It's November 11. Veterans Day. This is the day we set aside every year to celebrate the sacrifices that our veterans have made in defending our country.
All 535 members of Congress are going to take to Twitter to express how much we owe to the veterans. Some might even go to the trouble of issuing a press release, written, of course, by some anonymous staff member since the officer-holders themselves will doubtless be too busy (though one suspects guys like Washington, Jefferson, and Lincoln would have found the time). Needless to say, none of this will make the slightest bit of difference in the life of a single veteran.
Around the country, well-meaning citizens will fly the American flag and some might even wear a yellow ribbon. but most will see it merely as a day of sales at mattress stores and, if they're lucky, a day off from work. As happens each year, people will confuse Veterans Day with Memorial Day or Armed Forces Day and forget whether November 11 is the a day we are supposed to honor people who died, people who served in the past but are still alive, or people who are currently serving. The fact that this is a source of confusion has always greatly annoyed me. But I suppose one of the freedoms the veterans fought for is the freedom to not care about public holidays if one so chooses.
I'm all for flying the American flag on national holidays, which I do as a matter of course, and I have no problem with wearing a yellow ribbon as a statement of support. What troubles me on Veterans Day is that people seem to think that making such symbolic gestures allows them to say that they "support the troops" and therefore absolves them from doing anything to actually help them. These men and women fought for our country, putting their lives on the line, and many have returned home with horrific injuries that will impact them for the rest of their lives. They deserve more from their country, whose freedom they have defended, then symbolic gestures and empty statements.
What is something concrete which can be done to help veterans? Allow me to make a suggestion. On this Veterans Day, I urge every individual reading this blog to become a financial supporter of the nonprofit organization Homes For Our Troops.
Founded in 2004, Homes For Our Troops has a simple, straightforward, and achievable mission. It seeks to build specially adapted houses for soldiers who have suffered serious wounds in Iraq and Afghanistan, such as the loss of limbs, paralysis, or traumatic brain injury. These wounds are so severe that characteristics of an ordinary house which would be unnoticed by most people, such as the width of a doorway or the floor-plan of a bathroom, can be severely limiting. By building these specially adapted houses, Homes For Our Troops allows returning veterans who have suffered severe wounds to start the process of recovery and reestablish a life of independence and self-sufficiency.
Homes For Our Troops provides these homes to the wounded veterans mortgage-free. Coming out of the military with severe injuries and facing the challenge of finding a paying job to take care of themselves and their families, the last thing these veterans need is the pressure of making a mortgage payment. No one wants to live under the fear of losing their home. Considering the sacrifice these soldiers have made in defense of their country, removing the pressure of making a mortgage payment every month seems to be the least we can do.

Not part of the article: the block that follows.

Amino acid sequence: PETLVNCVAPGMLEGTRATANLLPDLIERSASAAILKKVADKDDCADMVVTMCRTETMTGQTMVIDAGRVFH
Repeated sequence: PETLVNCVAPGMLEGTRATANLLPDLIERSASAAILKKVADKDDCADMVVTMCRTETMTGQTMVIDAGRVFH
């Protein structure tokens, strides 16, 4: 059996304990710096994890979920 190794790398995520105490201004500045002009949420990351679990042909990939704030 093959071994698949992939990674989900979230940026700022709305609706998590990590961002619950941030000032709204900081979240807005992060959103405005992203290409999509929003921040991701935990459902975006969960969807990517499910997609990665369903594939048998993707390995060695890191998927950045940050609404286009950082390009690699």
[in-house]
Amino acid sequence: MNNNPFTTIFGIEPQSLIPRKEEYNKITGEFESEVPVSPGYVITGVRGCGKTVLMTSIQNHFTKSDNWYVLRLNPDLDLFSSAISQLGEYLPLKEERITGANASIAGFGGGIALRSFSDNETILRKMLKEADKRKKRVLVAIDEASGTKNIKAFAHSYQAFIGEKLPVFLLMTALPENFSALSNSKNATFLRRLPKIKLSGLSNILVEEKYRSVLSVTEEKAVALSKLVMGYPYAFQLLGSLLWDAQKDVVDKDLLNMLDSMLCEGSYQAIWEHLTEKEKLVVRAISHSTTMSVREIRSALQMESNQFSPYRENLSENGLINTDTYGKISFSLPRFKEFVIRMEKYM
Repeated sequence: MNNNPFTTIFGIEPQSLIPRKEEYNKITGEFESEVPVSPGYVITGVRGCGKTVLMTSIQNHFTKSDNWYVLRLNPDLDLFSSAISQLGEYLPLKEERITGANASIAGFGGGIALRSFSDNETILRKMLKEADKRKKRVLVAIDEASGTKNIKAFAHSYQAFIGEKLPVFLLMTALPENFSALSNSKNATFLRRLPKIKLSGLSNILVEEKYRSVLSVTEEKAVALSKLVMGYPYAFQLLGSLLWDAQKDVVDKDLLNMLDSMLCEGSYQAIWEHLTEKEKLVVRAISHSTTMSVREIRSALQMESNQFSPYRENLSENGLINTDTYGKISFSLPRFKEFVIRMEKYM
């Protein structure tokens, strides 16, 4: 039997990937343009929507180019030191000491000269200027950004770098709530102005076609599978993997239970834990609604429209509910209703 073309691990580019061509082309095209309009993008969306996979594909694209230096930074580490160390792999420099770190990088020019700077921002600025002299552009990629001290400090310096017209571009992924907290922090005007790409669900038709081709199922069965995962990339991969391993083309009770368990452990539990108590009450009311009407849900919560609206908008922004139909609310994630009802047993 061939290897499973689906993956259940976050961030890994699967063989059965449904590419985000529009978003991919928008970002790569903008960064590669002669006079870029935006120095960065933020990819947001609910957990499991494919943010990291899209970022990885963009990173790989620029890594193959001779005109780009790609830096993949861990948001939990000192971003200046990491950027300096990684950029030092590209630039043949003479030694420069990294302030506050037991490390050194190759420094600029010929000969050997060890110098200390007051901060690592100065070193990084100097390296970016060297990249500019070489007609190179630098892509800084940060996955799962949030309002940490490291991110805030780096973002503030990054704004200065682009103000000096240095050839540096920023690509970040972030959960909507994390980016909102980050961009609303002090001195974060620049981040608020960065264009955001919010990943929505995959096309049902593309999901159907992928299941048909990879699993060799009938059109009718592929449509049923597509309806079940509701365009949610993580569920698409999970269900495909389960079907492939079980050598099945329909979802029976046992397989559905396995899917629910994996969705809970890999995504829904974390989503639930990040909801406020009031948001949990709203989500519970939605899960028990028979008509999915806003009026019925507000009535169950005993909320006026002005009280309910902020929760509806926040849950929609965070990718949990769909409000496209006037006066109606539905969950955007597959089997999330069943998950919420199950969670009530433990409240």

These kinds of houses are not cheap. Indeed, their average cost is more than $400,000. But these men and women deserve it. They risked their lives in place like Baghdad and Fallujah in Iraq and in Helmand province and Kandahar province in Afghanistan, which most of us know only as place names spoken quickly by talking heads on cable news networks. They have faced war in a way the rest of us never will. They did it for us. The least we can do is put forward some of the money to help build the houses that will enable them to live as normal a life as possible.
(I feel the need to state at this point that I am not officially associated with Homes For Our Troops in any way. I am a monthly financial donor, as I hope you will become, but that is the limit of my involvement with the organization.)
There are bitter political divisions about whether it was right or wrong to invade Iraq in 2003, just as there have been bitter political divisions about whether our forces should have remained in Afghanistan after Osama bin Laden was killed in 2011. These debates shouldn't matter when it comes to these veterans. Their country called upon them, they stepped up to the plate, and they made sacrifices for us far greater than the vast majority of us will ever be called upon to make. A small monthly donation to Homes For Our Troops is the very least we can do for them.
Abraham Lincoln, who knew a thing or two about the burden of ordering men to their deaths, said, "Honor to the soldier and sailor everywhere, who bravely bears their country's cause. Honor also to the citizen who cares for his brother in the field and serves, as best he can, the same cause."
We must heed Lincoln's words. We have an obligation to care for our brothers and sisters who have suffered debilitating wounds in the distant lands of Iraq and Afghanistan in defense of our nation's freedom. Please join me in becoming a regular donor to Homes For Our Troops. The veterans deserve it.